Mortgage Rate Recap
Since April 25th, five-year Government of Canada (GoC) bond yields have decreased 37 basis points (or 0.37%). However, this downward trend recently stabilized over the past week and therefore we have seen little movement in 5-year fixed rates over that time. Although the two month downward decent of five-year bond yields have ceased, last Friday’s finish of 1.30% is still considered extremely low when compared to what five-year bond yields have been averaging over the last ten years (3.28%). 
The new mortgage rules
Jim Flaherty shocked everyone last week when he announced that Ottawa is yet again tightening the rules surrounding mortgage lending in an effort to cool the housing market. This is the fourth time the Canadian government has stepped in to alter the mortgage rules in as many years. Here’s a brief summary of the new rules which will take effect July 9th, 2012.
- For properties with less than a 20% down payment, the maximum amortization period is now 25 years, down from the 30 years
- Refinancing is reduced from 85% loan-to-value (LTV) to 80% for borrowers looking to take money out from their home equity
- Properties purchased over a million dollars will no longer be eligible for mortgage insurance
- The maximum gross debt service ratio (GDS), which lender’s use to determine a borrower’s ability to make mortgage payments in relation to income, has been fixed to 39%, while the maximum total debt service caps at 44%
For individuals who receive a mortgage approval before July 9th, they will have until December 31st to close/take possession of their purchased property. So compare today’s mortgage rates to get your pre-approval started before the new rules takes effect.
What do some notable economists have to say regarding the new rules? 
“We are more convinced of our view that the BoC is on hold until mid-2013 and with fatter tail risk in favour of a longer hold” – Derek Holt and Dov Zigler, economists, Scotia Capital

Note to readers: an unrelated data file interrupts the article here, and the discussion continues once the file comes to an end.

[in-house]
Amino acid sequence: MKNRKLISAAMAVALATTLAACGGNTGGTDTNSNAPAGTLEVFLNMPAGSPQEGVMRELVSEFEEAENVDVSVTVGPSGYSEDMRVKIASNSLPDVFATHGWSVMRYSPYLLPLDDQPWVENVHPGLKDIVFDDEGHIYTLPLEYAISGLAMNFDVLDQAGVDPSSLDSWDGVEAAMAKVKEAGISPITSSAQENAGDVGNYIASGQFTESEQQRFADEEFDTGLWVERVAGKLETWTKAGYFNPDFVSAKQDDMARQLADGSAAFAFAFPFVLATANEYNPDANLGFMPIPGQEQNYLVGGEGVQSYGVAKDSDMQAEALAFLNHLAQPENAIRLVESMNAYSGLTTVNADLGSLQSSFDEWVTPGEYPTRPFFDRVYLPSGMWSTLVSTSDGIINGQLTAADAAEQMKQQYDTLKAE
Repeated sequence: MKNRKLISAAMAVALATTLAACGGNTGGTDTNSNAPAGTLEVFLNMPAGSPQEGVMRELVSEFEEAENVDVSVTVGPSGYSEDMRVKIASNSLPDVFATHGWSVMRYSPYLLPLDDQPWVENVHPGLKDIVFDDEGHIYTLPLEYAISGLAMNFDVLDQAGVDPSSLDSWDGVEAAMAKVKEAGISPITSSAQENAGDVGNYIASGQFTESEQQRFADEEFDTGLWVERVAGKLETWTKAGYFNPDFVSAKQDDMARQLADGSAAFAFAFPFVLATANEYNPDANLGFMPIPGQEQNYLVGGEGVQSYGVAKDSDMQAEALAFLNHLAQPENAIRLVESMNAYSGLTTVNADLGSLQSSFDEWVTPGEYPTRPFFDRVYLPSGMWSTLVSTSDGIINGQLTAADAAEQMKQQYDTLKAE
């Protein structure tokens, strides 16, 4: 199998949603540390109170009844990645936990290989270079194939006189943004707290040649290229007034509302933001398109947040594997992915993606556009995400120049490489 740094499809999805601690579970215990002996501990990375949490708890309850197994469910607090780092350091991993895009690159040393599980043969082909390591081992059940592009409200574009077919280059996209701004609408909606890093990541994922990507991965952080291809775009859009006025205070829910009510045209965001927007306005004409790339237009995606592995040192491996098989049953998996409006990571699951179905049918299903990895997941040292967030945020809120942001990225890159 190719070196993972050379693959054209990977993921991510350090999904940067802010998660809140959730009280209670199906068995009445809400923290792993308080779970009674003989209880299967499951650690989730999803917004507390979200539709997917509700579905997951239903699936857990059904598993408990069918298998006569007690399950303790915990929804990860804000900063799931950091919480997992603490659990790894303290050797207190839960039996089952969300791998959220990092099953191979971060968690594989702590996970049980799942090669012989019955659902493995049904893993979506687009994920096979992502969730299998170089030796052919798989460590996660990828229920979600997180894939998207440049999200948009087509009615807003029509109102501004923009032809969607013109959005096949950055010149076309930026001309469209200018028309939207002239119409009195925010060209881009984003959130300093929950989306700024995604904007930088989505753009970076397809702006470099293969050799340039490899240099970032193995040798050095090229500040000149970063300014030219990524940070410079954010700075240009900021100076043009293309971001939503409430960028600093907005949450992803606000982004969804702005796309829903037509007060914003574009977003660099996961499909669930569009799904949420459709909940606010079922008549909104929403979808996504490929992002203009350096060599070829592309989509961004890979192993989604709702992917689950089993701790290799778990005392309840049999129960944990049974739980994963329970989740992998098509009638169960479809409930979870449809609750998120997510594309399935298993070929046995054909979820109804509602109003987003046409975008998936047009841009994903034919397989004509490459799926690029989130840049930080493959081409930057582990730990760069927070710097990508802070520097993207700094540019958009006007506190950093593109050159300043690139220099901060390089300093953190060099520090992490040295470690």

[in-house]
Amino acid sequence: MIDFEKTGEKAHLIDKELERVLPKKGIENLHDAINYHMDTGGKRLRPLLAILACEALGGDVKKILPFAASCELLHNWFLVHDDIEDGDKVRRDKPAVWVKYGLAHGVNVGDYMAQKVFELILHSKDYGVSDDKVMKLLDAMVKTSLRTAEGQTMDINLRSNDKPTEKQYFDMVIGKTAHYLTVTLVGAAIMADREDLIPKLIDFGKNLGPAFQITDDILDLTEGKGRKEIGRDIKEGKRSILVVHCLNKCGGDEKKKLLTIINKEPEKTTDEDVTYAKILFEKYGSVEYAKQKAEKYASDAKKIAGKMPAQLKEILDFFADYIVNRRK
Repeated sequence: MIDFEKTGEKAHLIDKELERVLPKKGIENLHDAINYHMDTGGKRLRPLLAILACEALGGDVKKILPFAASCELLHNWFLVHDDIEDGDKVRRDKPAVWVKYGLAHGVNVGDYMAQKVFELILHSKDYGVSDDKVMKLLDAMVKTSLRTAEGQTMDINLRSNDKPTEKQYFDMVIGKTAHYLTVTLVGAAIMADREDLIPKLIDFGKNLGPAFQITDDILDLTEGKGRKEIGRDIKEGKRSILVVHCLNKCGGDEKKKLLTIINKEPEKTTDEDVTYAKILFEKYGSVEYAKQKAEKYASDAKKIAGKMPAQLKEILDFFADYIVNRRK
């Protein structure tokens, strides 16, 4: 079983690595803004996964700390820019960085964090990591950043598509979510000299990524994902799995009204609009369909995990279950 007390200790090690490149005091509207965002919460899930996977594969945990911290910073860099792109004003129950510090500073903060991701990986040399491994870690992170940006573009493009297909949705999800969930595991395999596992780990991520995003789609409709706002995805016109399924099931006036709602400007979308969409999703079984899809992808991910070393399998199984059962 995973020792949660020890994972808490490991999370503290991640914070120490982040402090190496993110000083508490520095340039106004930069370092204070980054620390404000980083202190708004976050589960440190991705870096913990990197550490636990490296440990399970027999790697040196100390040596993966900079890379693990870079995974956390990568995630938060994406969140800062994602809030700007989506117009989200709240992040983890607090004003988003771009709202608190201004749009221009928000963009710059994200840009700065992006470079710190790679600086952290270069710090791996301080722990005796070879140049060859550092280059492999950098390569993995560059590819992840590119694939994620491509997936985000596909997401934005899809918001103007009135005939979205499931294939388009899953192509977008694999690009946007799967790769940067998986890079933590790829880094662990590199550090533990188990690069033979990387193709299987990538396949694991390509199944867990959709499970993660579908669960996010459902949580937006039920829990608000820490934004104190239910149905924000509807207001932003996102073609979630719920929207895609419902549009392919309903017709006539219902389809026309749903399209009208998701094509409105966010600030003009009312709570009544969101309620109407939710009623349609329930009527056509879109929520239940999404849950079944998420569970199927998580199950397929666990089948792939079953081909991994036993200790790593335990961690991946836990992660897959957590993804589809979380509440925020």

“It’s also important to keep in mind that the amortization change won’t impact affordability across the entire market, but rather those that would be taking a 30-year amortization—according to the Canadian Association of Accredited Mortgage Professionals, that made up 40% of mortgages for purchase during 2011/12 (up to May)”- Robert Kavcic, economist, BMO Capital Markets
“The news that Canada would be tightening rules for government-insured mortgages (cutting the max amortization period from 30 years to 25 years), is an attempt to cool the housing market” – Jennifer Lee, senior economist, BMO Capital Markets
“Today’s decisions by Minister Flaherty to move to a 25 year maximum amortization, as well as actions taken by OSFI, take direct aim at the issue and they should have a substantial moderating effect on the growth of Canadians’ debt levels” – Tim Hockey, chief executive, TD Canada Trust
Where are Canada Mortgage Rates this week?
A history of weekly 5-year fixed mortgage rates and 5-year variable mortgage rates
Canadian Mortgage Rates 2012
Note: This is simply a small sample size and does not represent the entire market. It does, however, offer some useful insight.